Students living in rural areas in Bledsoe and surrounding counties are getting free medical care services thanks to telehealth, through the Chattanooga-based Erlanger Health System.
Telehealth (also known as telemedicine) uses electronic information and telecommunication technologies to offer long-distance clinical health care. Telemedicine centers on populations that have barriers to health care, including rural communities, poverty-stricken regions, or homebound people. Telemedicine is sustained by grants, funds, and other donations from organizations, such as the Lyndhurst Foundation and Ronald McDonald House Charities of Greater Chattanooga.
According to the National Association of School Nurses website, telehealth can significantly reduce the outbreak of infectious diseases, help manage chronic health conditions, and improve school attendance among students. Besides, it can enhance the work productivity of teachers, support staff, and parents.
Erlanger finances this effort at no cost to the schools in the region schools. It uses students’ health insurance to cover the cost of virtual visits—if a student has a health cover. Hence, the grant funds only include virtual appointments of students who are not covered. Erlanger also helps such students and their families to enroll in TennCare.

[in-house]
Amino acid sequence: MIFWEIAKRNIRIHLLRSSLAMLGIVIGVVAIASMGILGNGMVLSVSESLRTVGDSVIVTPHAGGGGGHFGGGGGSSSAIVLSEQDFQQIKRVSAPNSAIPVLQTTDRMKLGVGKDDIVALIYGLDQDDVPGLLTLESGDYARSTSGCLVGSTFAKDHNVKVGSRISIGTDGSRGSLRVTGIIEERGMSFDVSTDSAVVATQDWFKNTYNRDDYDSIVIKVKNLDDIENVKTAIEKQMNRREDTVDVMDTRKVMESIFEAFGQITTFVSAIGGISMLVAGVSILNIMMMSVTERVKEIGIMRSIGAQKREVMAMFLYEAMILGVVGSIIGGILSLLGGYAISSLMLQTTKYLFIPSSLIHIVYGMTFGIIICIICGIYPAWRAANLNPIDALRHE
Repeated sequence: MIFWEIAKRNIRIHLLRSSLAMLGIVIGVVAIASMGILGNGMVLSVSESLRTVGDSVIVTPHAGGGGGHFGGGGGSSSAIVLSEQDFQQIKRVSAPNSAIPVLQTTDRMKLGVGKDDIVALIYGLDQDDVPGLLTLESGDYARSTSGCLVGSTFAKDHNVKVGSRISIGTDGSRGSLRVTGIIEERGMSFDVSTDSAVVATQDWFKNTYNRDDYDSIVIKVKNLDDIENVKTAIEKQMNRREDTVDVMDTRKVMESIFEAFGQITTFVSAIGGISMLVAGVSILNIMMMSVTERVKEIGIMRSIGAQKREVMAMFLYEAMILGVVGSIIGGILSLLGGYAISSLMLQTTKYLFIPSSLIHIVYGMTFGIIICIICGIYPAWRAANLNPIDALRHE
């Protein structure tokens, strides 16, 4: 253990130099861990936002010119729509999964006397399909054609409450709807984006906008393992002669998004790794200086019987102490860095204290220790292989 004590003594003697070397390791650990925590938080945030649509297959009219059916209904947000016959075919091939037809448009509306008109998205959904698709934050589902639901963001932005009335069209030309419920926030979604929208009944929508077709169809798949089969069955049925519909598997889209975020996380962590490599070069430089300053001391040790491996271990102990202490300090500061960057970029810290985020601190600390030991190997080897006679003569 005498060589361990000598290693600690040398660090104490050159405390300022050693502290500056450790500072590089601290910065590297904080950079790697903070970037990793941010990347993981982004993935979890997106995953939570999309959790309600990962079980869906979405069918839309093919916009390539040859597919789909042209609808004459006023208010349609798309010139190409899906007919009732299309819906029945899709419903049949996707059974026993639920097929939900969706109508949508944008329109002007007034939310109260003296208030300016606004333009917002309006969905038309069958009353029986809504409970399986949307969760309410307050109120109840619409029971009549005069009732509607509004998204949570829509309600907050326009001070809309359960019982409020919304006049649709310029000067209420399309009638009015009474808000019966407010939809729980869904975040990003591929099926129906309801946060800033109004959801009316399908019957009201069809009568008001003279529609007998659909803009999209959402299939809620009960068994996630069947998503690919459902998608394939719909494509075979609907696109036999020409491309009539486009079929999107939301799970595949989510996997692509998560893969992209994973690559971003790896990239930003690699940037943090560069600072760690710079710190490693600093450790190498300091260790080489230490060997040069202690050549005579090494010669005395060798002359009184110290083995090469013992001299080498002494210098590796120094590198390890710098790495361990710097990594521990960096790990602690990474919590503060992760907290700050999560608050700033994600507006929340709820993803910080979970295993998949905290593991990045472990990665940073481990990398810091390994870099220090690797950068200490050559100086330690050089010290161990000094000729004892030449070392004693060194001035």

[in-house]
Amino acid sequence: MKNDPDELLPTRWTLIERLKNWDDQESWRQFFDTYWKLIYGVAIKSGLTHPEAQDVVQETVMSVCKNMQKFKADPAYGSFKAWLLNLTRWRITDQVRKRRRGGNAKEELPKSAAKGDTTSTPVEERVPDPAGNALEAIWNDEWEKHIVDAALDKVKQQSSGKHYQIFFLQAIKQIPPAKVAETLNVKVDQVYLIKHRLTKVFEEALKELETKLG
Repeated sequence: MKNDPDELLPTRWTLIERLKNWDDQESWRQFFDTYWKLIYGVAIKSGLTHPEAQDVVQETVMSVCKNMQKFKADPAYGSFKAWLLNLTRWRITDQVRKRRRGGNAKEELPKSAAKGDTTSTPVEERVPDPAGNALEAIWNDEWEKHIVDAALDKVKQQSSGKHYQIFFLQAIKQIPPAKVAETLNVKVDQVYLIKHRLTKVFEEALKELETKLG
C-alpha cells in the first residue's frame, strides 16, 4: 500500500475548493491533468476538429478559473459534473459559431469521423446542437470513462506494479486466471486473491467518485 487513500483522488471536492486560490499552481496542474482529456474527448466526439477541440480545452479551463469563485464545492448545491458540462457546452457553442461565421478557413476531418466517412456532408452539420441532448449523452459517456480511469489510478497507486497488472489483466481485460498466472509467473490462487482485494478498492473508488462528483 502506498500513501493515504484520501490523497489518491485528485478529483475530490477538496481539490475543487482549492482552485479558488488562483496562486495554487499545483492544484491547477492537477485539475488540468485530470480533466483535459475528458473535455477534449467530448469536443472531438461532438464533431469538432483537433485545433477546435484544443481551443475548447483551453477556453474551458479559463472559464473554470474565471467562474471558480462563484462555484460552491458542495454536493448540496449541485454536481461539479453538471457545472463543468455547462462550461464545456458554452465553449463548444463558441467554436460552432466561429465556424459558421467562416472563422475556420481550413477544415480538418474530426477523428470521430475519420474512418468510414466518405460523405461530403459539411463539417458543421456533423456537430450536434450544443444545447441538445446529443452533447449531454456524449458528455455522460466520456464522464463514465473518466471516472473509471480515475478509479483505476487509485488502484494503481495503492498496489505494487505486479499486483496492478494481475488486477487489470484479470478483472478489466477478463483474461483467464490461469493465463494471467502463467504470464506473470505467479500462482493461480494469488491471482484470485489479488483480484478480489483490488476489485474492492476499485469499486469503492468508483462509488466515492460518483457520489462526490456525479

In August 2019, the program was implemented in five schools after the Bledsoe County School Board’s vote. From August 2019, 75 children, as well as faculty and staff members, have accessed medical care through telehealth.
Symptoms that warrant telemedicine includes sore throat, fever, and congestion. When a student has these symptoms, the school calls their parents or guardians to ask if they should use the service or take the student to their regular provider. Notably, some conditions, such as head and physical injuries, cuts that need stitching, complicated infections, serious illness, and traumatic injuries, cannot be treated through the program.
Trained nurses in communication with Erlanger nurse practitioners conduct visits, which happen within 10 to 15 minutes. An Erlanger nurse practitioner watches through a webcam as the student’s parent joins in through the phone.
As a result, most students are treated faster than they used to be returning to school quicker. They do not have to miss school when the condition is non-contagious. Also, studies show that more than 50% of teachers treated through telehealth have been able to resume work immediately. As a result, this program has also helped schools save much money on substitute teachers.